Apartment Rents Grow Despite 'Aggressive' Deliveries
Michael Tucker email@example.com
U.S. apartment rents climbed 3.2 percent on an annual basis in the first quarter despite "aggressive" new deliveries, reported RealPage, Richardson, Texas.
Annual multifamily rent growth has topped the 3 percent mark for six consecutive months after hovering around 2.7 percent throughout 2017 and most of 2018, RealPage Chief Economist Greg Willett said.
"It's encouraging for apartment investors to see rent growth holding up so well when the new supply volumes are aggressive," Willett said. "While brand new properties still moving through the lease-up process tend to be offering discounts, pricing power actually has improved a bit for luxury developments where the initial resident base is now in place. Properties at middle-tier to lower-end price points are maintaining their already-strong rent growth momentum."
Willett said apartment occupancy reached 95.2 percent in the first quarter, up from 95.1 percent a year ago.
Among the country's large metros, local rent growth leaders included Phoenix and Las Vegas, each area posting annual price jumps approaching 8 percent. Atlanta, Greensboro/Winston-Salem, N.C., Memphis, Tenn. and Sacramento all saw nearly 5 percent annual rent growth.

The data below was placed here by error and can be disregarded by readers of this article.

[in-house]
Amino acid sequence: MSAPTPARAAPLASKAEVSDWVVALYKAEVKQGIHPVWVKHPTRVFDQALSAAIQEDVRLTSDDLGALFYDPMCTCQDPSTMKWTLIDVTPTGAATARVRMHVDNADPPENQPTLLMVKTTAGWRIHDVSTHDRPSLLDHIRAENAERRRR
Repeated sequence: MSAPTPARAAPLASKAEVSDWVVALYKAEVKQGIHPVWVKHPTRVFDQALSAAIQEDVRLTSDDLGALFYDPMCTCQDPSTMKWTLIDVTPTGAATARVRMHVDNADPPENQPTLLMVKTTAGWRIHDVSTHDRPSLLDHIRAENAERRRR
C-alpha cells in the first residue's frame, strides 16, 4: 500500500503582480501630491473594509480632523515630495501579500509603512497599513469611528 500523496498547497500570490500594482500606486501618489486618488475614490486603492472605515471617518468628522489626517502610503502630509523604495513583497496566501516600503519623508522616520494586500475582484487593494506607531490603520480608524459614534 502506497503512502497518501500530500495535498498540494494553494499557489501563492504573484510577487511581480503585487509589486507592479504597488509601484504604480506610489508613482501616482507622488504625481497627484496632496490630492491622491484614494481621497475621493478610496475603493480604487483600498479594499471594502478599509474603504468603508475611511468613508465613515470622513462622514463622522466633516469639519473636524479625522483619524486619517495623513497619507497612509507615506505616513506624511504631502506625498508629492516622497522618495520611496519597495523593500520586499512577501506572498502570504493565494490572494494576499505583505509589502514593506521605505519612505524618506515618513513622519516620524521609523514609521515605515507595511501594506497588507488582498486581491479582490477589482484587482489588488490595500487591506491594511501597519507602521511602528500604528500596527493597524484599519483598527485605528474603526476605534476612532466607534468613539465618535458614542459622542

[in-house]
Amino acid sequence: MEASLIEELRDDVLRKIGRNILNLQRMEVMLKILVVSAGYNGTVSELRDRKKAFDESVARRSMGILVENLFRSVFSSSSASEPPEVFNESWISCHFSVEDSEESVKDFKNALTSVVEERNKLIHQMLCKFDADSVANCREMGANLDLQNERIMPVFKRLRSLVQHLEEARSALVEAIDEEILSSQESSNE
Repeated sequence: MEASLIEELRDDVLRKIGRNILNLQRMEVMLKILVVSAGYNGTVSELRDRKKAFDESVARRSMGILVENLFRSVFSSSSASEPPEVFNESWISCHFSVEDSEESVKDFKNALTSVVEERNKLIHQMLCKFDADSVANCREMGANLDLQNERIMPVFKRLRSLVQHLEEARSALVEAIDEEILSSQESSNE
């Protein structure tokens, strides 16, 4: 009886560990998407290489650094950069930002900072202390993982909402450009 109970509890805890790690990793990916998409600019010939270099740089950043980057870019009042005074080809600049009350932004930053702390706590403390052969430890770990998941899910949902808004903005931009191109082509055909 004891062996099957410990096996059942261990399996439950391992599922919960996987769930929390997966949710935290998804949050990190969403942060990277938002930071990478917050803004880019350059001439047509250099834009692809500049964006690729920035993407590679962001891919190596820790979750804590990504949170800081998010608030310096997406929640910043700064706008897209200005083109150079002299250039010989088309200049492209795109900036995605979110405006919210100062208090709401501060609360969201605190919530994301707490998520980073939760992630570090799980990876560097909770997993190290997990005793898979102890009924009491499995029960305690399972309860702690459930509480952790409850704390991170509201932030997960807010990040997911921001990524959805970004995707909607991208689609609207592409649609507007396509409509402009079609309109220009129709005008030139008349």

Some small metros are experiencing even stronger rent boosts, Willett said. Rents are up 15.2 percent in West Texas Oil Patch markets Midland and Odessa, while markets including Wilmington, N.C.; Tucson, Ariz. and Gainesville, Fla. saw price increases between 7 and 8 percent.
Freddie Mac, McLean, Va. reported Miami and San Diego are the two most rent-burdened metros in the country for apartment renters as rents continue to rise, followed by Los Angeles, New York and Orlando.
"Rental affordability is a significant challenge for metropolitan areas across the United States," said Freddie Mac Multifamily Vice President Research and Modeling Steve Guggenmos. "Supply just hasn't kept pace with demand in many metros, and that's pushing affordable rents out of reach for millions of American families."
Guggenmos noted one thing that analysts sometimes overlook: the impact of high rents on tenants who earn well below the median renter income. "Firefighters, police officers, teachers and other members of a city's vital workforce earn only modestly more than their suburban or rural counterparts," he said. "As a result, they often struggle to afford housing in the communities in which they serve."
Building in the U.S. apartment sector remains at three-decade highs, Willett said. Market-rate apartment properties under construction contain more than 400,000 units expected to deliver during the next 18 months.
"As we move into prime leasing season for 2019, there will be lots of high-end new product available in some spots," Willett said. "New luxury properties are going to be scrambling to attract affluent renters. At the same time, vacant units available to lease can be very difficult to find in properties in the middle to lower end of the pricing spectrum."